In order to avoid the above-mentioned problems, it is desired that the nitrogen contents among the valve metal particles are uniform on the whole, and the particles are essentially not containing any nitride; in addition, for preparing the valve metal particles, it is needed a process in which the temperature is low so avoiding fore-mentioned problems due to a high temperature process.

SUMMARY OF THE INVENTION

Taking the problems mentioned above into consideration, an object of the present invention is to provide valve metal particles uniformly containing nitrogen. Another object of the present invention is to provide valve metal particles which are essentially not containing any nitride. Further object of the invention is to provide a process for preparing the valve metal powder having one or more performance said above.

Through following solutions, the present invention realizes the said aims.

In the first embodiment of the invention, it is provided a valve metal particle containing nitrogen uniformly, wherein the difference ratio of the nitrogen contents of particles is 20% or less.

In the second embodiment of the invention, it is provided a process for preparing the valve metal particle containing nitrogen uniformly, wherein the valve metal particle is heated at a temperature of 200 ° C. or less in a atmosphere of nitrogen containing gas for 2 hours or more.

In the third embodiment of the invention, it is provided a green pellet pressed from the valve metal particle, wherein the said green pellet has a crush strength of 10˜80N, preferably 15˜70 N, more preferably 18˜65 N.

BRIEF DESCRIPTION OF THE DRAWINGS

FIG. 1 is a schematic drawing of a reaction retort of nitrogen-doping according to the present invention.

FIG. 2 is a schematic drawing of the sampling positions of the nitrogen-doped example 1, example 2, and example 4.

FIG. 3 is a schematic drawing of the sampling positions of the nitrogen-doped example 3 and comparative example 1.

DETAILED DESCRIPTION OF THE PRESENT INVENTION

The unit of ppm indicates a part of per million by mass in the present specification, unless otherwise indicated.

As the use in the present application and well known to those skill in the art, when using the mesh to express the size of particle, the “+” or “−” before the mesh value indicates, respectively, that the particle “can not pass” or “can pass” the screen mesh of said mesh value, i.e. the diameter of the particle is “greater than” or “less than” the size of the mesh described. For example, “−80 mesh” indicates the diameter of the particle is “less than 80 mesh”, which corresponds to “less than 180 μm”, and, accordingly, “+100 mesh” indicates the particle is “greater than 150 μm”. Hence, the particles of “−80˜+100 mesh” indicate that the particles are “less than 180 μm and greater than 150 μm”.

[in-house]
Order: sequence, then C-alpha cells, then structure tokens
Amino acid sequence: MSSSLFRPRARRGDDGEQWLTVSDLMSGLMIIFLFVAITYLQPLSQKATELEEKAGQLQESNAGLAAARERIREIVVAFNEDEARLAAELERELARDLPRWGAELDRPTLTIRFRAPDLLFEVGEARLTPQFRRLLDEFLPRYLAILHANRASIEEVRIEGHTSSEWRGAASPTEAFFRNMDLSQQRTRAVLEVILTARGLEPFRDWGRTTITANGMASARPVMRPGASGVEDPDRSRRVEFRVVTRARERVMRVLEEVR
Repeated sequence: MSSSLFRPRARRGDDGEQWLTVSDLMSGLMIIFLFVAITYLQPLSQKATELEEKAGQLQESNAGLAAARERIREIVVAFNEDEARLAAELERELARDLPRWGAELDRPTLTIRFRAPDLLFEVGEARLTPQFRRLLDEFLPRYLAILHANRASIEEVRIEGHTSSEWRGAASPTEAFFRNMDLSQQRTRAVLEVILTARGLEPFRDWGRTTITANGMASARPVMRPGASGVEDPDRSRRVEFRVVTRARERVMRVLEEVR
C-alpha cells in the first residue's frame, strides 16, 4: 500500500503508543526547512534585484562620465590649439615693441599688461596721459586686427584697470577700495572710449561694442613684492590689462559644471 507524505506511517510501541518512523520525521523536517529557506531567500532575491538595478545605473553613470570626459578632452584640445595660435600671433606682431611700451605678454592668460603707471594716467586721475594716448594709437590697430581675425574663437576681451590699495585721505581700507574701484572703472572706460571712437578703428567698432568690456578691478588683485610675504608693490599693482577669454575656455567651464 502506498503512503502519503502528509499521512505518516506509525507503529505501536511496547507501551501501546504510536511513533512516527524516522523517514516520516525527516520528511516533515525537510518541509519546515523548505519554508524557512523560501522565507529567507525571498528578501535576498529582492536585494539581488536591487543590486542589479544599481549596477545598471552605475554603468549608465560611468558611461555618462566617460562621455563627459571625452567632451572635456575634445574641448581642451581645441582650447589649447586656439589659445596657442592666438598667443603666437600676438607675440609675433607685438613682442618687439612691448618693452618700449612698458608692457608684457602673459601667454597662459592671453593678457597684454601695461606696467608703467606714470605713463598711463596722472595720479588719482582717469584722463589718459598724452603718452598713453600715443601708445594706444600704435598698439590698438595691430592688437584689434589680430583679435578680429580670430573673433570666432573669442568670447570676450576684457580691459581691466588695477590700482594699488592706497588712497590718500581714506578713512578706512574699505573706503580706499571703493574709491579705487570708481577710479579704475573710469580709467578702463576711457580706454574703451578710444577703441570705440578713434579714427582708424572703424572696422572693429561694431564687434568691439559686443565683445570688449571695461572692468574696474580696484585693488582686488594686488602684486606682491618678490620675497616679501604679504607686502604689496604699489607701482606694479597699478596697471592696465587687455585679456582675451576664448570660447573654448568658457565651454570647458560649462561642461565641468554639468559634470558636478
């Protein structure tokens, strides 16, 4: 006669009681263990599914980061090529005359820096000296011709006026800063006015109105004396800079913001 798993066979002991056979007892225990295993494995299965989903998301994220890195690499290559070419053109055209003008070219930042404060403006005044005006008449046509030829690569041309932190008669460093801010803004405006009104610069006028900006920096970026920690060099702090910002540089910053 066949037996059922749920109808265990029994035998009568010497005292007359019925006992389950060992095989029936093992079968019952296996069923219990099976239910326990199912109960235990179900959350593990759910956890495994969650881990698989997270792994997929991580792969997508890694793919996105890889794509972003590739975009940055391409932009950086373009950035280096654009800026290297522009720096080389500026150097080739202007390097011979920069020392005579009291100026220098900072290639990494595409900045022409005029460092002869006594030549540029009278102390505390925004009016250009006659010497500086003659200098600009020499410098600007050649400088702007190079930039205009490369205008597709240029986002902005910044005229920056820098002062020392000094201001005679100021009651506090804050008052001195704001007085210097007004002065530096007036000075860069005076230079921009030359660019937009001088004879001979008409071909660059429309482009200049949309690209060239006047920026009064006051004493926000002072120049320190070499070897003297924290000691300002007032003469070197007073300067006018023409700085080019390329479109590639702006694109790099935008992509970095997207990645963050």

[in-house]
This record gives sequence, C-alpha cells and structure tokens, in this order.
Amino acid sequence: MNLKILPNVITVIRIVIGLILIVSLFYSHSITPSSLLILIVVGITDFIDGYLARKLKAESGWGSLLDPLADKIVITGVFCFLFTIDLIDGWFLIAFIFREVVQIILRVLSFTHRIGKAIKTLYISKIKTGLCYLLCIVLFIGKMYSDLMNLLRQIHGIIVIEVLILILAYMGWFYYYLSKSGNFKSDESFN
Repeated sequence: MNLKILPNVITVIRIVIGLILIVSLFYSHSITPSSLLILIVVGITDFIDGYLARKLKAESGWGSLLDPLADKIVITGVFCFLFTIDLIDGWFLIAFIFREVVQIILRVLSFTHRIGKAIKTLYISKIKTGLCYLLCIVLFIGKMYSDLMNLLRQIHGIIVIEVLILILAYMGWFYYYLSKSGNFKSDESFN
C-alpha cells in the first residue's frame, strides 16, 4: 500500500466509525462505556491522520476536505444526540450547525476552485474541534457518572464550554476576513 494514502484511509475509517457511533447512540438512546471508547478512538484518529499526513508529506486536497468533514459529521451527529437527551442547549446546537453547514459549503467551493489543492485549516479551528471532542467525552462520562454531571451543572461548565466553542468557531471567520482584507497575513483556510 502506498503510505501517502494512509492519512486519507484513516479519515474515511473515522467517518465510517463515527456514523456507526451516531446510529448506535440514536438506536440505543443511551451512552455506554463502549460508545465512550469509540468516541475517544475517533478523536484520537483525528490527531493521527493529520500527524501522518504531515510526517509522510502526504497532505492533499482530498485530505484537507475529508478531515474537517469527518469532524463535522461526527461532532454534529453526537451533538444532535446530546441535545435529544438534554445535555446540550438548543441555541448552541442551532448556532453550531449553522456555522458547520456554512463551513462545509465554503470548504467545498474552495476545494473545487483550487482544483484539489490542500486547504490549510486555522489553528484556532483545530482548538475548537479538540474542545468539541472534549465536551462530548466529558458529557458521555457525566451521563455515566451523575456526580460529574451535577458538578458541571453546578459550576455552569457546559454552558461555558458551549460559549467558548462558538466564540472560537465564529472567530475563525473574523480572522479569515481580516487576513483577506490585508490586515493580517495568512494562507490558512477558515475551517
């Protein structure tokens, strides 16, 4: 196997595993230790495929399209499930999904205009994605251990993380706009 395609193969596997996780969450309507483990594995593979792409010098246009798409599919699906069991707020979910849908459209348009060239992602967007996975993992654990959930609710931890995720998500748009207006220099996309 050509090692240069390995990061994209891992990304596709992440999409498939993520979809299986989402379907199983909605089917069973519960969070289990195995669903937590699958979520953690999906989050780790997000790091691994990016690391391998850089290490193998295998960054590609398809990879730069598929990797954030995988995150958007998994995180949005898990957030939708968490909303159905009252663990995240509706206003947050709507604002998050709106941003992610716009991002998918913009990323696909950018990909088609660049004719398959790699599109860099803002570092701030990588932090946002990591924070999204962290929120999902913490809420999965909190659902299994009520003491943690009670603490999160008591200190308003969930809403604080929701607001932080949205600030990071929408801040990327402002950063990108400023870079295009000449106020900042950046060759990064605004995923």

In the embodiment portions, although the specification is for tantalum particle or niobium particle, but as the skill in the art can reasonably expect that, the present invention can be applied to other valve metals, for example, aluminum and vanadium.

According to the present invention, any tantalum powder or niobium powder which was prepared by any known method to those skilled in the art can be used as the raw material. For example, the tantalum or niobium powder that was produced from reduction of a compound containing tantalum or niobium with sodium; the tantalum or niobium powder that was prepared from reduction of tantalum or niobium oxide with metal or metal hydride; or the tantalum or niobium powder which was milled from the hydrogenated metal. According to the present invention, the raw material, that is tantalum or niobium powder, was spherically granulated, heat treated at 850° C.-1700° C. in vacuum, and subsequently cooled to 200° C. or less, and then being nitrogen-doped; alternatively, the heat treated tantalum powder or niobium powder was mixed with magnesium powder and heated at a temperature of 700° C.˜1000° C. to deoxidizing, then cooled to 200° C. or less and subsequently being nitrogen-doped, and the product was washed with mineral acid to remove magnesium oxide and residual metal magnesium. The technique known to those skilled in the art can be used in the present invention in obtaining the metal particles as the raw material, and such methods such as those set forth in CN 1023543 C; CN 1068809 C; CN 1073480 C; CN 1069564 C; CN 1169643 C; CN 1278804 C and CN1899730A, and all of these patents are incorporated in their entirely by reference herein.